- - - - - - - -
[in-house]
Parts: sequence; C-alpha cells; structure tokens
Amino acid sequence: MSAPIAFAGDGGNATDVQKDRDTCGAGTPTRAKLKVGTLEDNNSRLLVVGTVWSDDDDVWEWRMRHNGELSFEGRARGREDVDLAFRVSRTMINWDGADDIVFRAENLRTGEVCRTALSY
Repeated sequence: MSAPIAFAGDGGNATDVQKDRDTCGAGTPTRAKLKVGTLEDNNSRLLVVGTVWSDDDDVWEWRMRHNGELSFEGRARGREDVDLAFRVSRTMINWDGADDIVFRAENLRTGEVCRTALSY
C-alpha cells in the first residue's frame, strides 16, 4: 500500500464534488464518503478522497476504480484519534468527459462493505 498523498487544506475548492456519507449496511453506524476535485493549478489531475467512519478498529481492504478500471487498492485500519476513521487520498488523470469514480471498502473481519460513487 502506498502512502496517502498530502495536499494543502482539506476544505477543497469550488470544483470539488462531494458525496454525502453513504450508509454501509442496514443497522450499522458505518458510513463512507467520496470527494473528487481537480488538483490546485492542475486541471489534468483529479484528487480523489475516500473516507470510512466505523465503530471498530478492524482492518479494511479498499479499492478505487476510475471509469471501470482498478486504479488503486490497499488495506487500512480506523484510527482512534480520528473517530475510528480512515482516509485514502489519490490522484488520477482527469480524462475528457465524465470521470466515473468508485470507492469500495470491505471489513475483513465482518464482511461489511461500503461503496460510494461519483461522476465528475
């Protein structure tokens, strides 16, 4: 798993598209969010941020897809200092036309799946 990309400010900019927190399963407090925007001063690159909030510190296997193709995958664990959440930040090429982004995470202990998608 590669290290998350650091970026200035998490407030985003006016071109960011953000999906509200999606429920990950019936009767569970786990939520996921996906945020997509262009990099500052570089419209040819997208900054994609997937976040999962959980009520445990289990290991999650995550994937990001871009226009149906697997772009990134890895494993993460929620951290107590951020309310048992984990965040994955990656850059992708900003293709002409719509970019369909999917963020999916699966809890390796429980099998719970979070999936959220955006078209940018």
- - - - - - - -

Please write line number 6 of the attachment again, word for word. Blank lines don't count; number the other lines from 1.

């Protein structure tokens, strides 16, 4: 798993598209969010941020897809200092036309799946 990309400010900019927190399963407090925007001063690159909030510190296997193709995958664990959440930040090429982004995470202990998608 590669290290998350650091970026200035998490407030985003006016071109960011953000999906509200999606429920990950019936009767569970786990939520996921996906945020997509262009990099500052570089419209040819997208900054994609997937976040999962959980009520445990289990290991999650995550994937990001871009226009149906697997772009990134890895494993993460929620951290107590951020309310048992984990965040994955990656850059992708900003293709002409719509970019369909999917963020999916699966809890390796429980099998719970979070999936959220955006078209940018």